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About Us » Superintendent's Message

Superintendent's Message

Greetings all, happy summer!

This month, I’d like to tell you about our newest alumni and how your children can continue learning during the summer. I’ve also provided an update about our facilities planning:


  • Congratulations to the Class of 2017! Williams Henry Harrison High School granted diplomas to 223 seniors at our 137th Commencement on May 26. We’re super proud of how much they’ve accomplished during the last 13 years and admire their passion, persistence and dedication to excellence. More than 75 percent will head to college, 20 percent plan to enter the workforce and 5 percent will serve in the military.
  • ‘Summer slide’ is real: During the summer, students lose some of what they’ve learned during the school year. That’s why the district has partnered with local organizations to provide fun, exciting learning activities as well as healthy meals:
    • Harrison Elementary -- Grow to Know for incoming 1st to 5th graders. We’re collaborating with Legacy Christian Church and Lifespring Christian Church to focus on reading skills, character education and more.July 24-28.
    • Miamitown Elementary -- Meet up, Eat up and Read Up at Whitewater Crossing Church offers a summer reading and tutoring program. July 18-20. Miamitown also will provide a full day Summer Enrichment Program with United Methodist Church in Elizabethtown, providing activities, games and other fun plus enrichment tutoring for reading and math. June 26–July 26.
    • Crosby and Whitewater Valley Elementaries have summer accelerated reader programs. Teachers also have sent home a list of websites to help students practice reading and math skills as well as summer activity packets for the students.  Crosby also has a “summer stretch” program with intervention instruction for at-risk students.
    • Whitewater Valley will keep its library staffed this summer so students can take out books. Representatives from the Public Library also spent time in each classroom to talk about the library’s summer reading program, which uses prizes as incentives to read.
    • Harrison Junior School and Harrison High School are working together on a summer school program for credit recovery and skills deficiencies as well as enrichment and first-time credits. June 12--30


  • Moving ahead with the master plan: At its June 15 meeting, the Board of Education is slated to consider additional details of the facilities master plan. The plan calls for construction of four schools and extensive renovations to the high school. After hearing from more than 1,000 community representatives, the board preliminarily approved the proposal in April as a long-term plan to deal with overcrowded, deteriorating schools. The board authorized a bond issue be placed on the November 2017 ballot to fund the construction. The new buildings would replace the district’s junior school and all four elementary schools. A new junior school would be built near the existing Harrison Junior. Three elementary schools would be built, including at the Crosby Elementary site and another behind Harrison Elementary. A major detail that needs to be decided in the coming months includes where to place the third elementary. One viable option for the third elementary is near the high school and junior school, where the district owns 110 acres and there are no flood-plain concerns. The funding projections have changed slightly in the last month or so. The plan would require $71.7 million in local funds, equal to 7.09 mills. Homeowners would pay an extra $244 per year for each $100,000 in assessed value. More information is available at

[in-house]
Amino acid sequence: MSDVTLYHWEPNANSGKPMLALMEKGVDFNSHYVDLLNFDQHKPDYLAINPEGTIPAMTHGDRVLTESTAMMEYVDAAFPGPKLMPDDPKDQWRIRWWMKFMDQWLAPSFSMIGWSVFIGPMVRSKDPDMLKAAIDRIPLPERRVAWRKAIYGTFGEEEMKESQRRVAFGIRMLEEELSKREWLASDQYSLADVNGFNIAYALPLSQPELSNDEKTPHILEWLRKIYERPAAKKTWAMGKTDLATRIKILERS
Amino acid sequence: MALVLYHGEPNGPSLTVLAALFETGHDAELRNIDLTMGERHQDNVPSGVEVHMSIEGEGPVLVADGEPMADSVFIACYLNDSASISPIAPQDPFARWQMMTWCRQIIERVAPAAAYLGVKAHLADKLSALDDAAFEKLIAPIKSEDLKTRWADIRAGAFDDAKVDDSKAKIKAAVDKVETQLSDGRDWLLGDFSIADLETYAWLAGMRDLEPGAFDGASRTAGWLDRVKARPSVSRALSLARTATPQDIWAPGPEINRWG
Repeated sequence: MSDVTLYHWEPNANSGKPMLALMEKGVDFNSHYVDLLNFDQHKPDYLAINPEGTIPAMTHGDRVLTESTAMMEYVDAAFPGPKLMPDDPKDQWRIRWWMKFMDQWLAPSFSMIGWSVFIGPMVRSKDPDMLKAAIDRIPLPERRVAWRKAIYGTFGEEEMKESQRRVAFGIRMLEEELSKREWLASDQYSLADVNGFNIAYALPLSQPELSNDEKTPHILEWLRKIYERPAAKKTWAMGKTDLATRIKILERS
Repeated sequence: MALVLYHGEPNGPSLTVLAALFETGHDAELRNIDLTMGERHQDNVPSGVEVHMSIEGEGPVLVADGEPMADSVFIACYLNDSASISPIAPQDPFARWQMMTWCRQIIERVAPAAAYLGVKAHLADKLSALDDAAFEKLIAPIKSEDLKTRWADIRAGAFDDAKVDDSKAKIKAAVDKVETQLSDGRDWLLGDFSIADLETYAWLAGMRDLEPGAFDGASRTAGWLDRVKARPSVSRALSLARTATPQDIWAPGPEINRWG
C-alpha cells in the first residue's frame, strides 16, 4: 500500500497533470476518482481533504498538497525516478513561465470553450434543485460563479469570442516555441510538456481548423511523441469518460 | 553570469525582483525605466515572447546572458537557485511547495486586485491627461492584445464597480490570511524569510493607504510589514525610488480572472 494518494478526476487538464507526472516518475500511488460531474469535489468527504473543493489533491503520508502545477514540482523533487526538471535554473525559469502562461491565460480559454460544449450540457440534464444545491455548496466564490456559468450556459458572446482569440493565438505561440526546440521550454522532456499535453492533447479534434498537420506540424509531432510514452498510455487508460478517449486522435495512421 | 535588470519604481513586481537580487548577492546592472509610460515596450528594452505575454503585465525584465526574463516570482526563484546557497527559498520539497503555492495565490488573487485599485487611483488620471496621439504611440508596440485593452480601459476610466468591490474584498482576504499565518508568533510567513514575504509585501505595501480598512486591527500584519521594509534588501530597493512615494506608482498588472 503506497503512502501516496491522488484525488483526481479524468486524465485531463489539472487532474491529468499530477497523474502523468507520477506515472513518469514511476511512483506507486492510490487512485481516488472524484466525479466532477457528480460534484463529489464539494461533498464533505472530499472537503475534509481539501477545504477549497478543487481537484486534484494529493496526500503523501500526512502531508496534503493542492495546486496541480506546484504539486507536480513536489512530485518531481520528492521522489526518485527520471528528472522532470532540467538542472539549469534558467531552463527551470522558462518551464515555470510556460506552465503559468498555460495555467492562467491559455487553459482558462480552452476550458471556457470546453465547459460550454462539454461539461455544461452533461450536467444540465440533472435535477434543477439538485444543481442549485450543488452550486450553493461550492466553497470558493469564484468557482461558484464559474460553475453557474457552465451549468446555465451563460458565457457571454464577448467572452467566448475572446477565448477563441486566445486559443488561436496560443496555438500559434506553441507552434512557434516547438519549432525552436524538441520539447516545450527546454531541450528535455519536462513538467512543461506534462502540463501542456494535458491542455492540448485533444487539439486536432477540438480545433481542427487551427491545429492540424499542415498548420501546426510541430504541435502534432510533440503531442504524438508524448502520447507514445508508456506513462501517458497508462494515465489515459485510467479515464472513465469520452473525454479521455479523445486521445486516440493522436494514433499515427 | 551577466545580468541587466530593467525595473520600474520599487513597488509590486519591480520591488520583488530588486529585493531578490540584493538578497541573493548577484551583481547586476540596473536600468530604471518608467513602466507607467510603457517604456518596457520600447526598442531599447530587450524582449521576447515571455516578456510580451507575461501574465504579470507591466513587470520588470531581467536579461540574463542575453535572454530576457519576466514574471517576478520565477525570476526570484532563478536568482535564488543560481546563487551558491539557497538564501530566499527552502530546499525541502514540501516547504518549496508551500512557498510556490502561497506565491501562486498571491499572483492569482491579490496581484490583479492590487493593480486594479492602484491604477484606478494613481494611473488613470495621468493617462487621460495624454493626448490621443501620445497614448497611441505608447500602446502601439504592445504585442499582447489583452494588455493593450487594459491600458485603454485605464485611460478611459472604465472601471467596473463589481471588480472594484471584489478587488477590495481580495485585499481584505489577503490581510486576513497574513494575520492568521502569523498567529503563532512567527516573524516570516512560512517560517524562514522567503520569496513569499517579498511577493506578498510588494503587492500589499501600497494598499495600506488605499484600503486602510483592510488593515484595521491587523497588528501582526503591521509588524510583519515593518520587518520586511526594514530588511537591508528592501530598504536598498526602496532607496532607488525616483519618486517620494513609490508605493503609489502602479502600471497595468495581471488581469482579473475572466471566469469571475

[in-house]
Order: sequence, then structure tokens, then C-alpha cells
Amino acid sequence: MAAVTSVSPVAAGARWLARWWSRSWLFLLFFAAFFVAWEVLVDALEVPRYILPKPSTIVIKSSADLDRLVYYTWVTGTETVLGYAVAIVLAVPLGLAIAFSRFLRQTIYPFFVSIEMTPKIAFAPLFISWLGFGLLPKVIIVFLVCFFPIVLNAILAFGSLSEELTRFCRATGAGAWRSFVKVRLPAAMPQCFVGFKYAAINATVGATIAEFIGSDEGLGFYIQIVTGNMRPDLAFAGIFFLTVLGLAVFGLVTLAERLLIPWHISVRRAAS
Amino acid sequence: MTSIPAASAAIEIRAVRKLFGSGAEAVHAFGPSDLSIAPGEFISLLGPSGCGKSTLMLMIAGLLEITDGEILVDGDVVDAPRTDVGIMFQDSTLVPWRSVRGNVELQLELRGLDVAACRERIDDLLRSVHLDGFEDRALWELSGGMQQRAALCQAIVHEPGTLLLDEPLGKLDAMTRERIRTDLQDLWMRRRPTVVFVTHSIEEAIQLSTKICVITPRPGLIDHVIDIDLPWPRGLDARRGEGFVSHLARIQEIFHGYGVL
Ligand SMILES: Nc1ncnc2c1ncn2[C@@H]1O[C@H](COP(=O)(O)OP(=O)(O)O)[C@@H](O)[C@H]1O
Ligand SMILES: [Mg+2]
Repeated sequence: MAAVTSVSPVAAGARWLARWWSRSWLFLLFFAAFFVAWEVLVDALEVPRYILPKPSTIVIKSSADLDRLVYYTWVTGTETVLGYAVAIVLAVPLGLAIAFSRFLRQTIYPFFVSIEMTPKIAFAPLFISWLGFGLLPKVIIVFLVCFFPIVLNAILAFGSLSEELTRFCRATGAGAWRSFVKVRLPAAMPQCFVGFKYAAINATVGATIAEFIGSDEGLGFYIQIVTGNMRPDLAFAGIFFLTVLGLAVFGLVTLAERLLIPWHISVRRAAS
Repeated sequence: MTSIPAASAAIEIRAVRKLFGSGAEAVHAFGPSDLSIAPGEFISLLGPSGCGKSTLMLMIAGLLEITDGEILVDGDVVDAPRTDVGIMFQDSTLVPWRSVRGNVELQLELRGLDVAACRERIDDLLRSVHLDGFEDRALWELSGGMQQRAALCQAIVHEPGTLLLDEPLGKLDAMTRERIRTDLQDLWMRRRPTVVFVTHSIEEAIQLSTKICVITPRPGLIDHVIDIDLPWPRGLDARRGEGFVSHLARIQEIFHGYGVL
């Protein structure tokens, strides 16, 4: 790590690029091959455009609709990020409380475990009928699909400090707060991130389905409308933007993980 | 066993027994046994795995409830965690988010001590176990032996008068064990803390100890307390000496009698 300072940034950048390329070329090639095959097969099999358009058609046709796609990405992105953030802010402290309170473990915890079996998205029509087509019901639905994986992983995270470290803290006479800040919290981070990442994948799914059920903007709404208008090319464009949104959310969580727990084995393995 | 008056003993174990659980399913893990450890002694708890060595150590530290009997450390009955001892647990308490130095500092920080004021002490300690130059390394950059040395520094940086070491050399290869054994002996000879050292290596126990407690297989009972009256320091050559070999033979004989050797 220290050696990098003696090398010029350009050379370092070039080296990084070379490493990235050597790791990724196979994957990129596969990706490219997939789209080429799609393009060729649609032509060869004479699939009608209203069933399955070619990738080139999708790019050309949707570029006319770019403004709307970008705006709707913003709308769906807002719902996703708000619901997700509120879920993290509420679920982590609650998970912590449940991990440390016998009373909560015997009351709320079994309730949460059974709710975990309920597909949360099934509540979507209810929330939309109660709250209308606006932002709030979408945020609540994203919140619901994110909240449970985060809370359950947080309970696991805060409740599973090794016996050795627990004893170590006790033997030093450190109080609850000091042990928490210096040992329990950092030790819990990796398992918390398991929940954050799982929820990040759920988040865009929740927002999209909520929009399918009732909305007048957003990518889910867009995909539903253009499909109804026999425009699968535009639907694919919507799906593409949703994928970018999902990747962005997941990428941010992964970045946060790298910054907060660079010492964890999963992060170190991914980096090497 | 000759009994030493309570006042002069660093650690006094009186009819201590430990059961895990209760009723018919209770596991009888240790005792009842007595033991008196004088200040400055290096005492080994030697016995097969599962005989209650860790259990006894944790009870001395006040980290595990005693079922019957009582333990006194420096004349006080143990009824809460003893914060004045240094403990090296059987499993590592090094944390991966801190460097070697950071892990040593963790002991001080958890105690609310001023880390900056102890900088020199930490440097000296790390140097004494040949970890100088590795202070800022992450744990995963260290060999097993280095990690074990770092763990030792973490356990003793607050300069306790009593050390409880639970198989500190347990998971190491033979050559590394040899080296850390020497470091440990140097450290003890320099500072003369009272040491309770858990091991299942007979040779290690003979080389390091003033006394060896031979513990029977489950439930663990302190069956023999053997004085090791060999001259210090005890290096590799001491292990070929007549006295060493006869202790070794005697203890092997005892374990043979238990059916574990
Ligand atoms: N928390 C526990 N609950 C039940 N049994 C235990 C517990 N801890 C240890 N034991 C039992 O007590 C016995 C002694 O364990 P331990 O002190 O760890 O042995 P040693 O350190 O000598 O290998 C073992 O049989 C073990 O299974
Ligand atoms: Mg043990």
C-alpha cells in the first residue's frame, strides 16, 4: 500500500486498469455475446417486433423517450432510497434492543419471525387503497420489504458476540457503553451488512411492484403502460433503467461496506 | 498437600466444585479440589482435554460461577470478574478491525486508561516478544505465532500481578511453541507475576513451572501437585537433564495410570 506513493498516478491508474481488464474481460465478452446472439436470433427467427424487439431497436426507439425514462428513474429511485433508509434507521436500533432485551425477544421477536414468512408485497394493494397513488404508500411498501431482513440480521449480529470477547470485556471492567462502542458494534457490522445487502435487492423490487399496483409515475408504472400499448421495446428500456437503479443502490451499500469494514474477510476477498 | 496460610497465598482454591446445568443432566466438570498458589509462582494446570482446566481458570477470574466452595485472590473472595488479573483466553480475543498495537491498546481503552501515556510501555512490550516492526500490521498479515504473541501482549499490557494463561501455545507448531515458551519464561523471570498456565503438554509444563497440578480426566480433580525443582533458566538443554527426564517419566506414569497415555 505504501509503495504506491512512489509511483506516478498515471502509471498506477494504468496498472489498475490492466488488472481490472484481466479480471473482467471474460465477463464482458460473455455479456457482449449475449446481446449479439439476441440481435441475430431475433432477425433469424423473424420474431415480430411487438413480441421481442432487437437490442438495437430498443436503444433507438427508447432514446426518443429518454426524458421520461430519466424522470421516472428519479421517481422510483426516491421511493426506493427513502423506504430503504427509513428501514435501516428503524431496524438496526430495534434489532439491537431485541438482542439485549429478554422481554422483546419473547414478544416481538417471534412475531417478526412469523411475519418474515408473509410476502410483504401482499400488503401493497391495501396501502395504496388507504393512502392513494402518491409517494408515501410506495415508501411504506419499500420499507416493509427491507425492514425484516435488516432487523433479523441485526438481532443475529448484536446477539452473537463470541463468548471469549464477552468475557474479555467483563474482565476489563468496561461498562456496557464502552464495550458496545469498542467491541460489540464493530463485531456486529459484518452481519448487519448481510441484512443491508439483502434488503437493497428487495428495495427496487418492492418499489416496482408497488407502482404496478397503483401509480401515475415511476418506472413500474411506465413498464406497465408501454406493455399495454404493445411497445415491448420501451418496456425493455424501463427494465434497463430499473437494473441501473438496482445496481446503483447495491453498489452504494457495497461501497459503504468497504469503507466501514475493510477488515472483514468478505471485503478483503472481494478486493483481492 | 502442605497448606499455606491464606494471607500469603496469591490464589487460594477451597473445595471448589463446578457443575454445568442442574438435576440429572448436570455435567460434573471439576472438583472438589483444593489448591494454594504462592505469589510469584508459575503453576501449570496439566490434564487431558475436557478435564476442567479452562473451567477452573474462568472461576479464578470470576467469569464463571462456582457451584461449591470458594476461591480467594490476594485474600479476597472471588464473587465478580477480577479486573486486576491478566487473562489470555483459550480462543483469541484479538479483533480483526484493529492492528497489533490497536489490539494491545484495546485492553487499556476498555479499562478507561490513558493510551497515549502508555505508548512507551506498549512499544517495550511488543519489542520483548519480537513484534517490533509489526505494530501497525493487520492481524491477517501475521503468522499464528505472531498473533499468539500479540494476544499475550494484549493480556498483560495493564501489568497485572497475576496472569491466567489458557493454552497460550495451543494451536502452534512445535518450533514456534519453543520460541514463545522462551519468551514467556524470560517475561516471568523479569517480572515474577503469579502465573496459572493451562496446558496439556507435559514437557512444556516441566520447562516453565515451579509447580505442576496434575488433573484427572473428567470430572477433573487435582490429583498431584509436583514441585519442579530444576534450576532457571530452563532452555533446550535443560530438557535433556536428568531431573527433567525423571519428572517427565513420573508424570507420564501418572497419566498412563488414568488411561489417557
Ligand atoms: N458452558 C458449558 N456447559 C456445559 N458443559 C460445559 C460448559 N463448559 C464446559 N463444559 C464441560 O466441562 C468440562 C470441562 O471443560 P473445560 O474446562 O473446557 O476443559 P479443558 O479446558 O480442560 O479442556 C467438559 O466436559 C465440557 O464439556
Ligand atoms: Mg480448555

• More about the modulars: With students out of school, the modular classrooms project is kicking into a higher gear.  As usual, we’re being frugal with taxpayers’ money. Because Fairfield School District is replacing two schools, it put used furniture up for auction. We bought several classrooms worth of desks and other furniture for a fraction of what they would cost new. Had we not bid on the Fairfield furniture, we would have been on the hook for more than $50,000 for desks and chairs and other equipment and supplies for the 10 modular classrooms. Installation of the modulars will start in the next month or so at the Junior School and Crosby Elementary. The goal is to have the modulars ready before students arrive in August. The district decided to acquire the modulars as a temporary solution to overcrowding after enrollment at the two schools began soaring beyond projections.
  • Southwest Podcast -- Continuing to drive student growth: This month, we’re featuring interviews with me as well as Assistant Superintendent Corinne Hayes about fun, summer learning opportunities as well as curriculum and student technology upgrades. You can listen to the podcast here:


As always, please let me know if you have comments or questions.


John C. Hamstra


Southwest Local Schools